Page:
Perspective and Life…

It wasn’t until I watched Call the Midwife that I realized the National Health (NHS), a social service that has been a part of my life since I can remember, was still dealing with teething problems when I was born.

It was brand new for my parents.

My grandparents had raised their children without it.

“How?”  I asked my uncle.

“Churches and charities paid for some medicines and procedures,” he said, “other things were too expensive so home remedies were used by most.”

The National Health was part of the social reforms put into place after WWII, it provided comprehensive, universal and free health-care, based on need, not ability to pay.

An attempt at settling the waters of fear and insecurity, after the terror and uncertainties of war.


I have always availed myself of the NHS, it had a beginning and its beginning was in my lifetime and I was too young to marvel at the changes it brought to the man in the street across Great Britain; I took it for granted.

My parents were working in Germany as conquerors when I was born; they did not return to London until I was six.  They bought and renovated a late 18th century Georgian cottage in south London.  There were tumbledown, shells of  houses, at the bottom of the road that had not been demolished because of lack of funding after the war.

London literally looked as if a bomb had hit it…which of course hundreds had.


“Doesn’t appear that we won does it?” were comments made by many of my family members.

To my young eyes they just looked like oversized doll houses with wallpaper clinging to the walls and fixtures precariously perched on intact floors, staircases exposed running up the middle of the house and rubble everywhere.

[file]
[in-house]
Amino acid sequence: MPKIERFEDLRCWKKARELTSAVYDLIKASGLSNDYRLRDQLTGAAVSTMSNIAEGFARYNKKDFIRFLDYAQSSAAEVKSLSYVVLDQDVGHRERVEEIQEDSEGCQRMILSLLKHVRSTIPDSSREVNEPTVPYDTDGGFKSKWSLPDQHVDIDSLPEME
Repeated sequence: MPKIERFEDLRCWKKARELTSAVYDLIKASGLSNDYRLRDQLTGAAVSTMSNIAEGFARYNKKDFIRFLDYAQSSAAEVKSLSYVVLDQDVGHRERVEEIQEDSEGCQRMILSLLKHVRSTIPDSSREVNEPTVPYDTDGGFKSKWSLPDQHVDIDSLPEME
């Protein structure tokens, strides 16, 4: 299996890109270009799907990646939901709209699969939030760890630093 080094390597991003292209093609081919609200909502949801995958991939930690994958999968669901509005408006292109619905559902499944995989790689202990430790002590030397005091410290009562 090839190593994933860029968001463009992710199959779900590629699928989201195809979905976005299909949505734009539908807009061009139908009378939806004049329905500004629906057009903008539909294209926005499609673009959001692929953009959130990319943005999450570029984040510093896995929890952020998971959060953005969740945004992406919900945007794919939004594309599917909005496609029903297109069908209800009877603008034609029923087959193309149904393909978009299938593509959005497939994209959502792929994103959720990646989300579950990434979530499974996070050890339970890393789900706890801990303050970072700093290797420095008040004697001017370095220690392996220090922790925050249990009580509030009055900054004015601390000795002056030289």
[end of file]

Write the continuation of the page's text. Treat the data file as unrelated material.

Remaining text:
The war was still a raw reality for my parents; it wasn’t part of my life but a very recent part of theirs.

By the time I was ten or fifteen the horrors of the holocaust were found in history books.  My parents rarely spoke about their experiences.  For me I was fascinated by the astonishing cruelty, alongside the remarkable empathy and bravery, of man viewed objectively from my comfortable, unthreatened life.  A savagery that happened to others.

For me today when I cast my mind back a few years it’s easy, it may be just a small fraction of my life.  For my children when they look back they are youngsters with few and treasured memories that seem like a long time ago to them and only yesterday to me.

Anything that happened before they were born might as well have happened hundreds of years ago, for all the relevance it has in their immediate lives;  a date that pre-dates their birth holds no personal meaning for them, it’s something they will only read about in books.

I feel so old, I mean, wise…

I can put the pieces together; what happened then affects what’s happening now.

The future is a result of the present that was formed by the past.


They’re still too young to appreciate that.

One day I watched a little girl walking with her mother in the park.  She was turning four soon and was bubbling over with excitement about her birthday party.

A flurry of leaves played chase around my ankles and as I looked down I imagined laying out one leaf for every year of my life –

-the line of leaves would stretch a long way.

Then I imagined laying down a leaf above my leaves for every year of her life, that would be four in all.

My row of leaves stretched way beyond hers…I mean she hadn’t even lived a decade and here I was with many.

Lots and lots of leaves representing years of experience since I was an excited three year old on the eve of turning four.


Would I give up all those years to join the four year old way back down the path of my life?

Would I forego my knowledge and happenings?

Would I gather up the leaves and put them in a jar and hide them away in denial?

Would I wish I could do it all over again?


I’m happy watching my children grow and live their independent lives with me in the wings.

I’m happy valuing this season.

And I’m happy that my perspective has a wide angled lens in which I can capture and compare the relevance of yesterday, today and tomorrow.


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